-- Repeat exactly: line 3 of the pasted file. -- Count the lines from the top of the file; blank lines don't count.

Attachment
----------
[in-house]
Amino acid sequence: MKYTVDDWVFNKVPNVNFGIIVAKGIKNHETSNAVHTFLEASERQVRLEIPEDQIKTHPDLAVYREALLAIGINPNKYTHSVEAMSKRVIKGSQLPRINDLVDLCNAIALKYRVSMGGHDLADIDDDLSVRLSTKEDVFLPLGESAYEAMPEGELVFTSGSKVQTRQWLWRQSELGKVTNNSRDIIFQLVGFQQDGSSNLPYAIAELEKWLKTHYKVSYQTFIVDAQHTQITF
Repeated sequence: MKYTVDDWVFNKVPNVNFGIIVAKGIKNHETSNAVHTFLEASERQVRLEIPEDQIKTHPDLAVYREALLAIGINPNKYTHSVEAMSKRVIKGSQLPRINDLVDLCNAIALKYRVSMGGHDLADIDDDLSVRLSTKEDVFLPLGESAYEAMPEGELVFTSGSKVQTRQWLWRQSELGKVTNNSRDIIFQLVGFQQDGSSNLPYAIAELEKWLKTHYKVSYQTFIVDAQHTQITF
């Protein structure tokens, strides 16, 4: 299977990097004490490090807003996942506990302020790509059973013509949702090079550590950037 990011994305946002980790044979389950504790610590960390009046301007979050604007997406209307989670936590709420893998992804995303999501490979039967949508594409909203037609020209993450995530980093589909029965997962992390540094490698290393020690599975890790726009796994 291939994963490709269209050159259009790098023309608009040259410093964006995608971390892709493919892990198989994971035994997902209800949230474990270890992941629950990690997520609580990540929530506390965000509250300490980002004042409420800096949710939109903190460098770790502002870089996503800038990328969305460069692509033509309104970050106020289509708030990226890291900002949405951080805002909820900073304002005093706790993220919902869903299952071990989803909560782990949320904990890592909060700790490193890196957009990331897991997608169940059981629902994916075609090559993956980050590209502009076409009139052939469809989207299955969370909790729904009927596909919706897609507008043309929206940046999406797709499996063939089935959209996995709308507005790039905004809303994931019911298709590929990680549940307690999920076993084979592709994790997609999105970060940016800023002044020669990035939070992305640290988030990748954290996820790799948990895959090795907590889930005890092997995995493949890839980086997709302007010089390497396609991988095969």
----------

Repeated sequence: MKYTVDDWVFNKVPNVNFGIIVAKGIKNHETSNAVHTFLEASERQVRLEIPEDQIKTHPDLAVYREALLAIGINPNKYTHSVEAMSKRVIKGSQLPRINDLVDLCNAIALKYRVSMGGHDLADIDDDLSVRLSTKEDVFLPLGESAYEAMPEGELVFTSGSKVQTRQWLWRQSELGKVTNNSRDIIFQLVGFQQDGSSNLPYAIAELEKWLKTHYKVSYQTFIVDAQHTQITF